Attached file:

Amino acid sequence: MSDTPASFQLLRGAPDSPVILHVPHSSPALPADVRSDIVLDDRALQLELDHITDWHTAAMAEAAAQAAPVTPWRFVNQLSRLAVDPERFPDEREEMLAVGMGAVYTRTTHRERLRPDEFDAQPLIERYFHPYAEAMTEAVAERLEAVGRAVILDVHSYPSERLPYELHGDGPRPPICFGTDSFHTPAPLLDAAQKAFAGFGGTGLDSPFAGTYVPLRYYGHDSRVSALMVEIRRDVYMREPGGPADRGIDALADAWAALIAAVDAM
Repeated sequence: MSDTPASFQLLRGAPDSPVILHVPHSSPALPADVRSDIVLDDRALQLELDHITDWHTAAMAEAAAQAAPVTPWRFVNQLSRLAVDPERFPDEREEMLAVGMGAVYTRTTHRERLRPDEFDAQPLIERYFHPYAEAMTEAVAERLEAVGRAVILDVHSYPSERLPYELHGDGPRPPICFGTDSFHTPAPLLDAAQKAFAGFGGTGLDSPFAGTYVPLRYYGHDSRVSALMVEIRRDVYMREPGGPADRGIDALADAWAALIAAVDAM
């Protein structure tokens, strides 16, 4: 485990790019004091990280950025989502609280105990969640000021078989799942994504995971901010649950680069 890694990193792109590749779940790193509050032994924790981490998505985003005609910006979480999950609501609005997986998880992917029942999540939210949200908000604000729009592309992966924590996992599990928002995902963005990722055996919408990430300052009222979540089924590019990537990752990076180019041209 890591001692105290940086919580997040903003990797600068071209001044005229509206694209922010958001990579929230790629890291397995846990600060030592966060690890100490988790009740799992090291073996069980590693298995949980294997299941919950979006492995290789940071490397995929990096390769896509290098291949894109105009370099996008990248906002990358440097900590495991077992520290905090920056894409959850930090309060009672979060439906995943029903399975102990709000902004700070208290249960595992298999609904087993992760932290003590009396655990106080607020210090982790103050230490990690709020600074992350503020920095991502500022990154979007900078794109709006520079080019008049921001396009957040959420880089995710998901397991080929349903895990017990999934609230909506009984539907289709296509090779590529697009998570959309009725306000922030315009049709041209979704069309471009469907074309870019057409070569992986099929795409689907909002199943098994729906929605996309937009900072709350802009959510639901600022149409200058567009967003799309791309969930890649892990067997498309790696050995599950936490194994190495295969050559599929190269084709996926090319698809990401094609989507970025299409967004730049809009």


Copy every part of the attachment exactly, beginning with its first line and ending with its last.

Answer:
Amino acid sequence: MSDTPASFQLLRGAPDSPVILHVPHSSPALPADVRSDIVLDDRALQLELDHITDWHTAAMAEAAAQAAPVTPWRFVNQLSRLAVDPERFPDEREEMLAVGMGAVYTRTTHRERLRPDEFDAQPLIERYFHPYAEAMTEAVAERLEAVGRAVILDVHSYPSERLPYELHGDGPRPPICFGTDSFHTPAPLLDAAQKAFAGFGGTGLDSPFAGTYVPLRYYGHDSRVSALMVEIRRDVYMREPGGPADRGIDALADAWAALIAAVDAM
Repeated sequence: MSDTPASFQLLRGAPDSPVILHVPHSSPALPADVRSDIVLDDRALQLELDHITDWHTAAMAEAAAQAAPVTPWRFVNQLSRLAVDPERFPDEREEMLAVGMGAVYTRTTHRERLRPDEFDAQPLIERYFHPYAEAMTEAVAERLEAVGRAVILDVHSYPSERLPYELHGDGPRPPICFGTDSFHTPAPLLDAAQKAFAGFGGTGLDSPFAGTYVPLRYYGHDSRVSALMVEIRRDVYMREPGGPADRGIDALADAWAALIAAVDAM
């Protein structure tokens, strides 16, 4: 485990790019004091990280950025989502609280105990969640000021078989799942994504995971901010649950680069 890694990193792109590749779940790193509050032994924790981490998505985003005609910006979480999950609501609005997986998880992917029942999540939210949200908000604000729009592309992966924590996992599990928002995902963005990722055996919408990430300052009222979540089924590019990537990752990076180019041209 890591001692105290940086919580997040903003990797600068071209001044005229509206694209922010958001990579929230790629890291397995846990600060030592966060690890100490988790009740799992090291073996069980590693298995949980294997299941919950979006492995290789940071490397995929990096390769896509290098291949894109105009370099996008990248906002990358440097900590495991077992520290905090920056894409959850930090309060009672979060439906995943029903399975102990709000902004700070208290249960595992298999609904087993992760932290003590009396655990106080607020210090982790103050230490990690709020600074992350503020920095991502500022990154979007900078794109709006520079080019008049921001396009957040959420880089995710998901397991080929349903895990017990999934609230909506009984539907289709296509090779590529697009998570959309009725306000922030315009049709041209979704069309471009469907074309870019057409070569992986099929795409689907909002199943098994729906929605996309937009900072709350802009959510639901600022149409200058567009967003799309791309969930890649892990067997498309790696050995599950936490194994190495295969050559599929190269084709996926090319698809990401094609989507970025299409967004730049809009």